Anyone that has done much programming, especially web programming, has from time to time had to look into a performance issue. I have had to do this numerous times on numerous projects and the cause(s) can be incredibly varied. Sometimes the culprit is a non-indexed table, other times large objects are loaded multiple times instead of shared throughout a page's lifecycle, or maybe someone decided a cursor was a good thing (a cursor is never a good thing btw).
This brings me to this week. As some of you know, the application I'm currently working on is a large (> 2M lines of code) redistributed web based management application. There has always been talk of it being slow in places but nothing quantitative until recently. So this week the testing department ran some timing tests of the current production version of the application against the version that is currently in Beta and found that a few parts of the application are performing 3x slower than previously. This isn't good.
Enter dotTrace. I've heard about this application from multiple sources, most recently in twitter, and it has sounded like a good way to see what's going on. After I did a quick look at the application it sounded good so I downloaded it and started the 10 day trial. It didn't take long for me to completely fall in love with dotTrace. I immediately referred it to the other developer also doing performance evaluation. Soon my manager was looking to buy a few licenses, but I'm jumping ahead.
This brings us to what I found. On initial testing nothing stood out as a bad offender, yes the pages in question weren't great, but nothing jumped out as a real trouble spot. Then I was finally able to load a real customer database that the testing had been done against and re-ran the test.
This is what I first saw:
Wow. 95% of processing and > 17s all in Page_Load. Now that's not unexpected as most method calls in are within that phase of the lifecycle but still, the numbers just jumped out like a red flag attached to a 2000lb bull being chased by a locomotive. So I dug a little deeper and found this:
Hmmmm, 10,802 calls to GetGroupSummaryChild, which is doing auditing that results in 10 calls each to GetCustomAttributes. That's 108,020 reflection calls which even at only .1 milliseconds each add up to almost 11 seconds. Totally unacceptable.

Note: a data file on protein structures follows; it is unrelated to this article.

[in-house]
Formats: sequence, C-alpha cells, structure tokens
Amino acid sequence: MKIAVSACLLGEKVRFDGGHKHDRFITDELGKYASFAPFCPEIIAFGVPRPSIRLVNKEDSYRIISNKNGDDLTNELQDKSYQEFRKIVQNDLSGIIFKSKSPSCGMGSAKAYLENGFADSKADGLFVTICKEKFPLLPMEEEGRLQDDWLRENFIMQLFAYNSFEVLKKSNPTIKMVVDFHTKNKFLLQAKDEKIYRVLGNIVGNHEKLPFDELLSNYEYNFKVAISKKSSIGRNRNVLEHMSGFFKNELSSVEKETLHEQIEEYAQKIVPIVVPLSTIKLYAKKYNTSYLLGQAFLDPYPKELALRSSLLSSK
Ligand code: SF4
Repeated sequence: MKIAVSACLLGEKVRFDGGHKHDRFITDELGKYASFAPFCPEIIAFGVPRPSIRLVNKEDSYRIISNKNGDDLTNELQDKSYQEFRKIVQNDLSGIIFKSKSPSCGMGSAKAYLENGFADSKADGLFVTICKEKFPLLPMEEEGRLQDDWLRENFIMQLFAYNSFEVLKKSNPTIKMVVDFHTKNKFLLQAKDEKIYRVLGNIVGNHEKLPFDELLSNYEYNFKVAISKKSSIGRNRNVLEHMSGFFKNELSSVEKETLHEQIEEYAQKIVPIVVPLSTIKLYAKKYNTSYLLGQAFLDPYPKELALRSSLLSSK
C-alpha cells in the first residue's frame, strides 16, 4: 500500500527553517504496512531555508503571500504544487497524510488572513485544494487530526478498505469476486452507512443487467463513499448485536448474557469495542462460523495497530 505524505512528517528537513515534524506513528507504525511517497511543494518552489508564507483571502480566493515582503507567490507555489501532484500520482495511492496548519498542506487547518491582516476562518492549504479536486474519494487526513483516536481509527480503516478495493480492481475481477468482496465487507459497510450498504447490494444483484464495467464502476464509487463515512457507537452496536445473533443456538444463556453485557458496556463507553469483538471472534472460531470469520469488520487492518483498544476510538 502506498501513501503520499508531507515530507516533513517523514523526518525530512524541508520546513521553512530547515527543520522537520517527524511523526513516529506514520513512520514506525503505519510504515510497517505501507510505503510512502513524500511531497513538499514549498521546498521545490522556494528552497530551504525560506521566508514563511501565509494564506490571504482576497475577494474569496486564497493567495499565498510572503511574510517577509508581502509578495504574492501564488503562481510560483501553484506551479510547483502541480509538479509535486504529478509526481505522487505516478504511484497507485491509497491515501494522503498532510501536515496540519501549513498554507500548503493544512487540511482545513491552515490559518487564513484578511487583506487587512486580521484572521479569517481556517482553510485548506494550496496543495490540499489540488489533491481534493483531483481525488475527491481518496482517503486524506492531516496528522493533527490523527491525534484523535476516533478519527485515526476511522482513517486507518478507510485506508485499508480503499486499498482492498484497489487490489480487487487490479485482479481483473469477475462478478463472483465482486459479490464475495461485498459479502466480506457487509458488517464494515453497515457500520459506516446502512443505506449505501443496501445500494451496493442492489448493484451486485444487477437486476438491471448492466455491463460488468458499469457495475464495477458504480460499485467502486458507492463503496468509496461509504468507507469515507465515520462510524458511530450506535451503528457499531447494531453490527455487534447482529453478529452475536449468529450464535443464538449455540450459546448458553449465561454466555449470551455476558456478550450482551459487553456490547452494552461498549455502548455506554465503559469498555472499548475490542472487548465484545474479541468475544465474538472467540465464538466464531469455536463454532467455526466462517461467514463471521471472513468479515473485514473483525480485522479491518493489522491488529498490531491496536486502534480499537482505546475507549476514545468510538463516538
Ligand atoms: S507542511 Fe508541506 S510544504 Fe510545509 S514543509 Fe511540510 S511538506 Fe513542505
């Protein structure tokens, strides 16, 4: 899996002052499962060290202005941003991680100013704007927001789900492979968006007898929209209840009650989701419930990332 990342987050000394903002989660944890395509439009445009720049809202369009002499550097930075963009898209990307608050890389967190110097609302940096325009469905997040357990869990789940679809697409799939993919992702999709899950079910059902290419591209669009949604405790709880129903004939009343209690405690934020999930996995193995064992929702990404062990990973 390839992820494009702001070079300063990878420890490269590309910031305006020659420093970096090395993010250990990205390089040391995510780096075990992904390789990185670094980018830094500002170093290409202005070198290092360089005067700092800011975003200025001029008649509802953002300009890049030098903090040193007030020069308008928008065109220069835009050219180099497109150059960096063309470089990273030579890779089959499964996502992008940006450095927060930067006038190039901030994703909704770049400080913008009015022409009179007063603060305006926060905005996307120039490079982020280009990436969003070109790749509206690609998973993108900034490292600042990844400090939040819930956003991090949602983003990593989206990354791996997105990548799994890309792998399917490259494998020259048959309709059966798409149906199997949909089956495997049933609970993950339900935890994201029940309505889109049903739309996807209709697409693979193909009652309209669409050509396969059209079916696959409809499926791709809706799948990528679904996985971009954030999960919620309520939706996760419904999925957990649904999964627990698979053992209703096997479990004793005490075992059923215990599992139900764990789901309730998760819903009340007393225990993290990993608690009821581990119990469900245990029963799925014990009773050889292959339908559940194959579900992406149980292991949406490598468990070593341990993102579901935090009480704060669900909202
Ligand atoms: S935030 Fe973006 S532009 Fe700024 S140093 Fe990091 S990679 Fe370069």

So I looked a little deeper and found that there are 10,802 groups in the system. Not all are needed for this page so the first though was to create a call that only returned the groups being needed. This is still a good solution but when I looked even deeper at why pulling those groups was slow that's when I noticed the auditing calls that in turn are using the reflection calls which is where much of the time is actually being spent. Which brought up the question "Why is this being audited, it's a read-only collection fetch"?
As it ends up a boolean was being hard-coded to true for all loads of GroupSummaryChild and there was never any update code in place. So that resulted in the reflection calls to load attributes that would be needed in case of auditing but were never actually used. So by flipping that hardcoded boolean from true to false, the total execution time of the page went from nearly 18 seconds to under 2.5 seconds when tested with all variables the same but that one boolean. There is still room to improve the page performance but that now falls into the acceptable range. Here is the trace file after just flipping that boolean to disable the loading of unused audit data:
Vast improvement there, we could have stopped at that point, but we kept going. We decided to also address the issue of loading > 10,000 groups when we only needed about 25. Seems like a good idea right? In our system this entails not just adding the overload for the GetCollection method but also that new signature has to be passed up through Interfaces and Factories (we use reflection a lot) and of course the stored procedure needs modified as well. Overall there would need to be changes in around half a dozen different places, not major changes, but files touched anyway.
Well, unbeknownst to me the exact overload I needed was added about three weeks ago (the page calling the old version was built about two years ago), so all I had to do was modify the page to use the new version of GetCollection passing in the correct parameters and done. Here's the trace after that fix was also tested:
That's right, under 1 second. Exact same functionality as before any changes were made. For doing everything this page is doing, that's not bad at all.
Best of all, all of this from running the initial trace against real data to testing the first fix against real data only took maybe 30 minutes. Very worth a license of dotTrace as to find and fix that bottleneck without a good tracing tool would have been much more difficult and time consuming.